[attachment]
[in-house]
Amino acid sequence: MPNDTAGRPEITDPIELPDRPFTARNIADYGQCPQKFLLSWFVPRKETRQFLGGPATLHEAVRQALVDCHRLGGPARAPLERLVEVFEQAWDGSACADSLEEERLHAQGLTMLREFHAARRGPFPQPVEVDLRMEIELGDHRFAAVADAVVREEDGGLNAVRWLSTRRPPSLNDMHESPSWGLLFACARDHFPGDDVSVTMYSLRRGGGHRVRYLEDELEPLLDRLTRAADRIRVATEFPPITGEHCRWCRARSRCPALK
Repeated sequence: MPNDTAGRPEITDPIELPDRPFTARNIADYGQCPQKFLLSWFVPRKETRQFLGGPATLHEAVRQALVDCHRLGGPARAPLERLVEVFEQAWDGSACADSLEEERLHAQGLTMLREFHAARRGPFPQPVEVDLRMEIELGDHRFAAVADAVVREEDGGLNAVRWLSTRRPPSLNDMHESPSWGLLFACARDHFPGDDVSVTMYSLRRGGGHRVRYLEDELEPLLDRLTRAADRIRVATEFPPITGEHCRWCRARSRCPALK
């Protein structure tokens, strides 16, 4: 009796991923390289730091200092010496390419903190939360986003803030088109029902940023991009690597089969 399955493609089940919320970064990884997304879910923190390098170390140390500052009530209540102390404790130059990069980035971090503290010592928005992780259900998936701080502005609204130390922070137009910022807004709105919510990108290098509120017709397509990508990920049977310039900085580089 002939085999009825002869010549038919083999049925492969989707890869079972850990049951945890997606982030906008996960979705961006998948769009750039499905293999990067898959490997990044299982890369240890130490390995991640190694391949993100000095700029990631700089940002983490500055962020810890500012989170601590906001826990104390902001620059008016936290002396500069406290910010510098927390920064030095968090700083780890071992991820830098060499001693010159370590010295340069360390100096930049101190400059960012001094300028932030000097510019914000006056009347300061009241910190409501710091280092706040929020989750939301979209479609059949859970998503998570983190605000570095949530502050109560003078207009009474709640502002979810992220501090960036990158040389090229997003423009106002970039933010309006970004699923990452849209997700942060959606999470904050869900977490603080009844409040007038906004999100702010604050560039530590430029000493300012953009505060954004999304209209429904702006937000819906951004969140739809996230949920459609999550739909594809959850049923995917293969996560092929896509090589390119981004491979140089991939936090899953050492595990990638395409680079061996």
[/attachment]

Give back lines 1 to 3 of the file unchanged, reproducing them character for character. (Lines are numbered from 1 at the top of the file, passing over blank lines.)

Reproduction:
[in-house]
Amino acid sequence: MPNDTAGRPEITDPIELPDRPFTARNIADYGQCPQKFLLSWFVPRKETRQFLGGPATLHEAVRQALVDCHRLGGPARAPLERLVEVFEQAWDGSACADSLEEERLHAQGLTMLREFHAARRGPFPQPVEVDLRMEIELGDHRFAAVADAVVREEDGGLNAVRWLSTRRPPSLNDMHESPSWGLLFACARDHFPGDDVSVTMYSLRRGGGHRVRYLEDELEPLLDRLTRAADRIRVATEFPPITGEHCRWCRARSRCPALK
Repeated sequence: MPNDTAGRPEITDPIELPDRPFTARNIADYGQCPQKFLLSWFVPRKETRQFLGGPATLHEAVRQALVDCHRLGGPARAPLERLVEVFEQAWDGSACADSLEEERLHAQGLTMLREFHAARRGPFPQPVEVDLRMEIELGDHRFAAVADAVVREEDGGLNAVRWLSTRRPPSLNDMHESPSWGLLFACARDHFPGDDVSVTMYSLRRGGGHRVRYLEDELEPLLDRLTRAADRIRVATEFPPITGEHCRWCRARSRCPALK